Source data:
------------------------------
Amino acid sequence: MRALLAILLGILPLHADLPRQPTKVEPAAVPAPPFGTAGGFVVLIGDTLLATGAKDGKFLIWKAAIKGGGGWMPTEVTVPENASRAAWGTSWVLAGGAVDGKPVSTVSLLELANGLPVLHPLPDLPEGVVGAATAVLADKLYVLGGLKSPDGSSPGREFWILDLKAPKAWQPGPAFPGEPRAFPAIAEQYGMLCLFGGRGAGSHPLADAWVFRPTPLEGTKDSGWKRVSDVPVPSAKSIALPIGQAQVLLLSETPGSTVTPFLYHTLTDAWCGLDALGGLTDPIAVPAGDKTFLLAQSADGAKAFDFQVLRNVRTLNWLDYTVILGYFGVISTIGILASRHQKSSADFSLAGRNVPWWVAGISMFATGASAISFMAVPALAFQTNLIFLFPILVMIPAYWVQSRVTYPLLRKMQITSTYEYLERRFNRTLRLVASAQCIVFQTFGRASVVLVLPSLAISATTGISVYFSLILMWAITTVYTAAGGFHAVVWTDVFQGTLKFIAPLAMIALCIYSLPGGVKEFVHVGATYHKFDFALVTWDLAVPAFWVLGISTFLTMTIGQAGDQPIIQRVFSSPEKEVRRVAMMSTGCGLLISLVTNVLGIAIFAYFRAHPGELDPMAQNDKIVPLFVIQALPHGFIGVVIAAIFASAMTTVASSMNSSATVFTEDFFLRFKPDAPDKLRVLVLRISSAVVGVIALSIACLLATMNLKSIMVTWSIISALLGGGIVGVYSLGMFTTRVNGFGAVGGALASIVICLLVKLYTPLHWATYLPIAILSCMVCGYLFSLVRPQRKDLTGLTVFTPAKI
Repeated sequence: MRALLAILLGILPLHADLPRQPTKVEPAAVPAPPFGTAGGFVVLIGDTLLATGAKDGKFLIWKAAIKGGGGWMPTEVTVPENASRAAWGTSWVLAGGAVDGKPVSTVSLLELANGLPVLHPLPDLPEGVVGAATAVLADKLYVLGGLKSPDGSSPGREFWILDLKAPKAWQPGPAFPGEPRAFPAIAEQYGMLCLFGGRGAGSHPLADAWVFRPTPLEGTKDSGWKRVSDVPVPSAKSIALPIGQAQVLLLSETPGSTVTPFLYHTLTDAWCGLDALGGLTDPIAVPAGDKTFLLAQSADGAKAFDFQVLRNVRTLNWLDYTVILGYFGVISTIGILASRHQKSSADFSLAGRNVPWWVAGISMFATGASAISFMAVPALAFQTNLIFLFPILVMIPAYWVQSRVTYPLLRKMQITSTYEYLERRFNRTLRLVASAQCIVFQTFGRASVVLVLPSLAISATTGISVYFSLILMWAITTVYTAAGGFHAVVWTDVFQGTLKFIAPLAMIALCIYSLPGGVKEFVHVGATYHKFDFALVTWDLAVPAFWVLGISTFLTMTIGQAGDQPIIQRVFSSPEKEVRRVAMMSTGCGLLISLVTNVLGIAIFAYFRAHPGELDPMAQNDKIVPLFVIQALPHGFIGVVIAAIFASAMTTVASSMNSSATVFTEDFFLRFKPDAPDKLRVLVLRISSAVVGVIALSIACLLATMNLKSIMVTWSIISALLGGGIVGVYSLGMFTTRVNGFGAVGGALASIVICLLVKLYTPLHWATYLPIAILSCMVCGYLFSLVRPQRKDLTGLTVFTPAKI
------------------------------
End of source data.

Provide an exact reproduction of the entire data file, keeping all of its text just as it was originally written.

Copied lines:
Amino acid sequence: MRALLAILLGILPLHADLPRQPTKVEPAAVPAPPFGTAGGFVVLIGDTLLATGAKDGKFLIWKAAIKGGGGWMPTEVTVPENASRAAWGTSWVLAGGAVDGKPVSTVSLLELANGLPVLHPLPDLPEGVVGAATAVLADKLYVLGGLKSPDGSSPGREFWILDLKAPKAWQPGPAFPGEPRAFPAIAEQYGMLCLFGGRGAGSHPLADAWVFRPTPLEGTKDSGWKRVSDVPVPSAKSIALPIGQAQVLLLSETPGSTVTPFLYHTLTDAWCGLDALGGLTDPIAVPAGDKTFLLAQSADGAKAFDFQVLRNVRTLNWLDYTVILGYFGVISTIGILASRHQKSSADFSLAGRNVPWWVAGISMFATGASAISFMAVPALAFQTNLIFLFPILVMIPAYWVQSRVTYPLLRKMQITSTYEYLERRFNRTLRLVASAQCIVFQTFGRASVVLVLPSLAISATTGISVYFSLILMWAITTVYTAAGGFHAVVWTDVFQGTLKFIAPLAMIALCIYSLPGGVKEFVHVGATYHKFDFALVTWDLAVPAFWVLGISTFLTMTIGQAGDQPIIQRVFSSPEKEVRRVAMMSTGCGLLISLVTNVLGIAIFAYFRAHPGELDPMAQNDKIVPLFVIQALPHGFIGVVIAAIFASAMTTVASSMNSSATVFTEDFFLRFKPDAPDKLRVLVLRISSAVVGVIALSIACLLATMNLKSIMVTWSIISALLGGGIVGVYSLGMFTTRVNGFGAVGGALASIVICLLVKLYTPLHWATYLPIAILSCMVCGYLFSLVRPQRKDLTGLTVFTPAKI
Repeated sequence: MRALLAILLGILPLHADLPRQPTKVEPAAVPAPPFGTAGGFVVLIGDTLLATGAKDGKFLIWKAAIKGGGGWMPTEVTVPENASRAAWGTSWVLAGGAVDGKPVSTVSLLELANGLPVLHPLPDLPEGVVGAATAVLADKLYVLGGLKSPDGSSPGREFWILDLKAPKAWQPGPAFPGEPRAFPAIAEQYGMLCLFGGRGAGSHPLADAWVFRPTPLEGTKDSGWKRVSDVPVPSAKSIALPIGQAQVLLLSETPGSTVTPFLYHTLTDAWCGLDALGGLTDPIAVPAGDKTFLLAQSADGAKAFDFQVLRNVRTLNWLDYTVILGYFGVISTIGILASRHQKSSADFSLAGRNVPWWVAGISMFATGASAISFMAVPALAFQTNLIFLFPILVMIPAYWVQSRVTYPLLRKMQITSTYEYLERRFNRTLRLVASAQCIVFQTFGRASVVLVLPSLAISATTGISVYFSLILMWAITTVYTAAGGFHAVVWTDVFQGTLKFIAPLAMIALCIYSLPGGVKEFVHVGATYHKFDFALVTWDLAVPAFWVLGISTFLTMTIGQAGDQPIIQRVFSSPEKEVRRVAMMSTGCGLLISLVTNVLGIAIFAYFRAHPGELDPMAQNDKIVPLFVIQALPHGFIGVVIAAIFASAMTTVASSMNSSATVFTEDFFLRFKPDAPDKLRVLVLRISSAVVGVIALSIACLLATMNLKSIMVTWSIISALLGGGIVGVYSLGMFTTRVNGFGAVGGALASIVICLLVKLYTPLHWATYLPIAILSCMVCGYLFSLVRPQRKDLTGLTVFTPAKI